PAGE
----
Maple Syrup Monitoring Program
Table of Contents
The Ontario Ministry of Agriculture, Food and Rural Affairs (OMAFRA) conducts an annual Maple Syrup Monitoring Program. Ontario Regulation 119/11 (O. Reg. 119/11) under the Food Safety and Quality Act, 2001 regulates the safety, sale, packaging and labelling, transportation, and advertising for sale of maple products produced by Ontario's non-federally registered maple producers. The Maple Monitoring Program is a tool used to assess compliance with O. Reg. 119/11.
Under this program, samples of maple syrup produced in Ontario are randomly collected from points of sale across the province. Laboratory analysis determines lead levels, as well as density (sugar content) and light transmission (colour classification) levels. Product containers and labels are reviewed to determine if the required packaging and labelling requirements are met.
Density and colour class requirements as well as labelling criteria for maple syrup are set out in O. Reg. 119/11. The regulation requires that accurate information be provided to buyers of maple syrup and promotes fair trading practices.
Maple syrup that is sold or offered for sale must have a minimum soluble solids content of 66 percent (66º Brix).
Samples collected as part of this program are analyzed for density using a bench top digital refractometer.
The accurate colour class must appear on the label of all maple syrup containers. Colour class is determined by measuring per cent (%) light transmission. Samples are analyzed at a laboratory using an electronic spectrophotometer to determine light transmission.
On January 1, 2016, O. Reg. 119/11 was amended to include new grades and colour classifications. Until December 31, 2017, producers have the option of using either the "old" (Table 1) or the amended colour classifications (Table 2).
Table 1. Old Colour Classification for Maple Syrup
Table 2. Amended Colour Classification for Maple Syrup
Producers using the amended colour classes have the option of adding the taste descriptor associated with the colour classification. For example, the colour classification of Ontario Grade A maple syrup with a light transmission of 50% or more, but less than 75% may be labelled as either "Amber" or "Amber, Rich Taste".
Individual taste descriptors shown above in Table 2, may be associated only with the corresponding colour classifications. Use of taste descriptors other than Delicate, Rich, Robust and Strong is prohibited.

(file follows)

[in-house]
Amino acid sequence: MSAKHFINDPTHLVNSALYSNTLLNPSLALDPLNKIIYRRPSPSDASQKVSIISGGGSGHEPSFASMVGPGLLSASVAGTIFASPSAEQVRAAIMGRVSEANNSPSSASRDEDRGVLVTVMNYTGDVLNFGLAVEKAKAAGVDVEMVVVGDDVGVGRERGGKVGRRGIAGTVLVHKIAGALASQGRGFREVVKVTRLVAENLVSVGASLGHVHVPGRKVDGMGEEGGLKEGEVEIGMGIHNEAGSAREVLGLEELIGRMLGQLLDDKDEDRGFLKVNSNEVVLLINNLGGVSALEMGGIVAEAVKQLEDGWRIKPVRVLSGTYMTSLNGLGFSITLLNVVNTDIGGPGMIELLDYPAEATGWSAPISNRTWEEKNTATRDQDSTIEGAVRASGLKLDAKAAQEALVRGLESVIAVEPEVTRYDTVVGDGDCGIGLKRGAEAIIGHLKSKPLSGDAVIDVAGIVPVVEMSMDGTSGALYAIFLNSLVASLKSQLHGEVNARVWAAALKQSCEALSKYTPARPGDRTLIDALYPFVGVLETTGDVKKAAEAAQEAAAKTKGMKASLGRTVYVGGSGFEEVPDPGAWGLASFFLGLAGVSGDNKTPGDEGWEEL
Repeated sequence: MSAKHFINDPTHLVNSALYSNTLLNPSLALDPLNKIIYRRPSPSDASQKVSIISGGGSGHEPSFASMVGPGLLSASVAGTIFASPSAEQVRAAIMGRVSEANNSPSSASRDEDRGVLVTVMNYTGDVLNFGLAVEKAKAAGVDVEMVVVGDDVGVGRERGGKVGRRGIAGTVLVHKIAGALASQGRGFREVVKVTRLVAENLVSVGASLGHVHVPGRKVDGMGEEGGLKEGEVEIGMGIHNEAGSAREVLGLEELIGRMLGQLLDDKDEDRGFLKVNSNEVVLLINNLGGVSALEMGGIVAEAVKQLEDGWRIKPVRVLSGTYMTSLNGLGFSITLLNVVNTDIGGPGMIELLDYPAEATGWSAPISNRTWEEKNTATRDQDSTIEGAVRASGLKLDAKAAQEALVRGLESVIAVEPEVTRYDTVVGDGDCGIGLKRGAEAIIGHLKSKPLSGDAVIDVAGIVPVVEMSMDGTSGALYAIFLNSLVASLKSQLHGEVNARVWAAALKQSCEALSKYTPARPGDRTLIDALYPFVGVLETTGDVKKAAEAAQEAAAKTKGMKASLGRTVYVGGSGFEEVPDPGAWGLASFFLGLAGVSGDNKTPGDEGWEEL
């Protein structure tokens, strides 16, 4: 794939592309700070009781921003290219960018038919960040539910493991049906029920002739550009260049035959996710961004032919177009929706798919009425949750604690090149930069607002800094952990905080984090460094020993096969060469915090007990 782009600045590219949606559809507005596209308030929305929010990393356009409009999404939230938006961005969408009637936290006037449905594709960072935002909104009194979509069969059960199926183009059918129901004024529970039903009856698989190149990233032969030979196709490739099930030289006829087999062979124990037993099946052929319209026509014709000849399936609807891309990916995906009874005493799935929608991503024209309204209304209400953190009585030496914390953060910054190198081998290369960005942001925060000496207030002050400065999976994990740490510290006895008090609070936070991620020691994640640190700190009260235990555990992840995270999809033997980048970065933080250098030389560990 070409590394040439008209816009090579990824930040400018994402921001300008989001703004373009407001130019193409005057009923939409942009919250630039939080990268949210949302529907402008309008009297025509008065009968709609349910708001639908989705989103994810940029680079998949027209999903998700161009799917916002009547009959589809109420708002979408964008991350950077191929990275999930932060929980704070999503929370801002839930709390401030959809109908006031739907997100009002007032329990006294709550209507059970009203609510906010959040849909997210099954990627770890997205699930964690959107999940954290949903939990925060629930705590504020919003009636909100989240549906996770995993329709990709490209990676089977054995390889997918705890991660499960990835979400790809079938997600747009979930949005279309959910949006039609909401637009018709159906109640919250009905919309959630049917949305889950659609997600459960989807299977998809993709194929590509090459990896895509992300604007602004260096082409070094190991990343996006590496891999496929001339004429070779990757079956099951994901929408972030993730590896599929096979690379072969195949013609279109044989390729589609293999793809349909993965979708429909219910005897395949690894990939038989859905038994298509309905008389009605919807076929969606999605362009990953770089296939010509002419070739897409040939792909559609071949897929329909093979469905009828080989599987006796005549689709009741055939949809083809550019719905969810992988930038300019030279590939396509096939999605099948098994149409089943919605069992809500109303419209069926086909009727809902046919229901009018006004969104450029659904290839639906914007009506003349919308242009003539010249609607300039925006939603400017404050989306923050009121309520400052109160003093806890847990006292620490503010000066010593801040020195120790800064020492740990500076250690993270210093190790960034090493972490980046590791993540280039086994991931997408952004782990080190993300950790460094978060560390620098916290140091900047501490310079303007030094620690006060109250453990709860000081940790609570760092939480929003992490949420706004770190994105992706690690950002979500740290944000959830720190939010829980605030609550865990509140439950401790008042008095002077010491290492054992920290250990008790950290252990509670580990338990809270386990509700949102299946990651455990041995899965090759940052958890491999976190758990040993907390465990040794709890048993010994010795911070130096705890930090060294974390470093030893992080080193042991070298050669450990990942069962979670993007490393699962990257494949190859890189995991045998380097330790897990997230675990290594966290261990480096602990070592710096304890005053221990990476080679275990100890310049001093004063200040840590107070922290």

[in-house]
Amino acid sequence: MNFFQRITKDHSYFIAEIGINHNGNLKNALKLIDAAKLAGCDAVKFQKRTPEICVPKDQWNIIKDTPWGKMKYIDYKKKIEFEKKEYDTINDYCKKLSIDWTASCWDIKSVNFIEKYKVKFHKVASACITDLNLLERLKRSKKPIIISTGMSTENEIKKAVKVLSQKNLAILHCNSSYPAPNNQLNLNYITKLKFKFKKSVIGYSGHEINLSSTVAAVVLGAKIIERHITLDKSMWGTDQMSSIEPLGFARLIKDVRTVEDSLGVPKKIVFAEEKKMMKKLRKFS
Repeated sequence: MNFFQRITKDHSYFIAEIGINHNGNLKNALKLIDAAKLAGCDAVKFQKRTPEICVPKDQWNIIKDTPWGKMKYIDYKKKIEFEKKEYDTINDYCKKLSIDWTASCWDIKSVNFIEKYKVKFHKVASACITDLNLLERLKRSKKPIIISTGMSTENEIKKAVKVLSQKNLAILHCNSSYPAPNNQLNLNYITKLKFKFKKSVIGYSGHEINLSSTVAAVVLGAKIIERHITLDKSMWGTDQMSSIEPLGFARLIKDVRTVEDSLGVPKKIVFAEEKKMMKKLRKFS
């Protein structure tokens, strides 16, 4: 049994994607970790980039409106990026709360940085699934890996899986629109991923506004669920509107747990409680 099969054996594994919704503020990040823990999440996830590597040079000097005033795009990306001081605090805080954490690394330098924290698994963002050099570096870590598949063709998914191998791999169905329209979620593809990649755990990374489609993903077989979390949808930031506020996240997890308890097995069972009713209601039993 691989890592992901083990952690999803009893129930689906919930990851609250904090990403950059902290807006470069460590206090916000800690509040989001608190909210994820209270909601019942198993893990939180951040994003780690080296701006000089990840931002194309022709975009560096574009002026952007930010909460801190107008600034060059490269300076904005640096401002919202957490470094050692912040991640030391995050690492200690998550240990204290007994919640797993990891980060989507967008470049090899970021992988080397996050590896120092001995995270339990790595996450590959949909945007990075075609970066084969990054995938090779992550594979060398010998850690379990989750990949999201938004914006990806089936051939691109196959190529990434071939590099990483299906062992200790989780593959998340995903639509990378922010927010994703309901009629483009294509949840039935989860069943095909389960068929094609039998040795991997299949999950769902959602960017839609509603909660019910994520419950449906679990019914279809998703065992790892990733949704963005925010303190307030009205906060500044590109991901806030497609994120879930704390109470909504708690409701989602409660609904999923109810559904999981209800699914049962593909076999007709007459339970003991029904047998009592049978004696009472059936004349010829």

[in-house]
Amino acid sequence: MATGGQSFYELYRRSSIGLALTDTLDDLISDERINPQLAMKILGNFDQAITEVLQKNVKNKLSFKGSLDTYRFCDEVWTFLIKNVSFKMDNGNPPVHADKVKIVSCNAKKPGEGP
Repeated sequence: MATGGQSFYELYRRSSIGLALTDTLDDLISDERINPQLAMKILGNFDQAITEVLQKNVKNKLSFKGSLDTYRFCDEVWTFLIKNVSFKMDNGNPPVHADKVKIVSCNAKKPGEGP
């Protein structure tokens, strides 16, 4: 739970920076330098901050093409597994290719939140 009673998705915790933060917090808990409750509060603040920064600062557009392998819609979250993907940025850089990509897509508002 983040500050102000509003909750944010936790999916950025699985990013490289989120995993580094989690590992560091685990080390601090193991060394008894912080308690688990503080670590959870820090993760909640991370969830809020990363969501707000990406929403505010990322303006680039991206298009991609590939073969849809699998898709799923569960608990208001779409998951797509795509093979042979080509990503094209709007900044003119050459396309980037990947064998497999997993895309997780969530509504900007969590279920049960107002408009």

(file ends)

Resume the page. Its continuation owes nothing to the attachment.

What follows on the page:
The grade, immediately followed by the colour class, must appear on the label of a maple syrup container offered for sale, sold or transported directly to a consumer or to a retail outlet if the maple syrup is packaged in a consumer or bulk container. Maple producers have the option of using either the "old" (Table 3) or "amended" grades (Table 4) until December 31, 2017.
Table 3. Old Grade for Maple Syrup
Table 4. Amended Grades for Maple Syrup
"Ontario Grade A" must be used by non-federally registered packers. Only federally registered packers can use the federal "Canada" grade standards and names.
Maple syrup labels on collected samples are reviewed to determine if they meet the labelling requirements outlined in O. Reg. 119/11. Every container of maple syrup with a capacity of more than 125 ml that is offered for sale, sold or transported must have a label with the following information:
A full address means sufficient information to identify the exact location of the relevant person's premises, such as a municipal address or property identification number, and includes a postal code.
For containers of maple syrup with a capacity of 125 ml or less, the grade, colour class and volume of the syrup are not required on the label.
Effective January 1, 2018, all maple syrup containers with a capacity of more than 125 ml must be identified with a production lot code.
All maple syrup samples collected are analysed for the presence of lead.
The detected lead level is compared to Health Canada's guideline of 0.5 parts per million. Producers are immediately notified by telephone if the lead level detected exceeds the guideline in the sample collected. The Canadian Food Inspection Agency is also notified and may take follow-up action, including possible collection of new samples, product detention and/or disposal or recall.
The Ministry takes a proactive approach to compliance based on prevention. The first stage is education and advice. If education and advice fail to bring about voluntary correction, additional steps may be taken. Progressive compliance steps may include verbal or written warnings, compliance orders with specific instructions, product detention or seizure.
For more information on progressive compliance refer to the infosheet "What you Should Know About Ticketable Offences".
For more information on labelling maple syrup, refer to the infosheet "Label Requirements for Maple Products in Ontario", O. Reg. 119/11 or the "Maple Products Guidance" document.
For additional information on the Maple Syrup Monitoring Program, and a summary of samples collected, visit the Foods of Plant Origin website at: www.ontario.ca/producesafety.
For more information:
Toll Free: 1-877-424-1300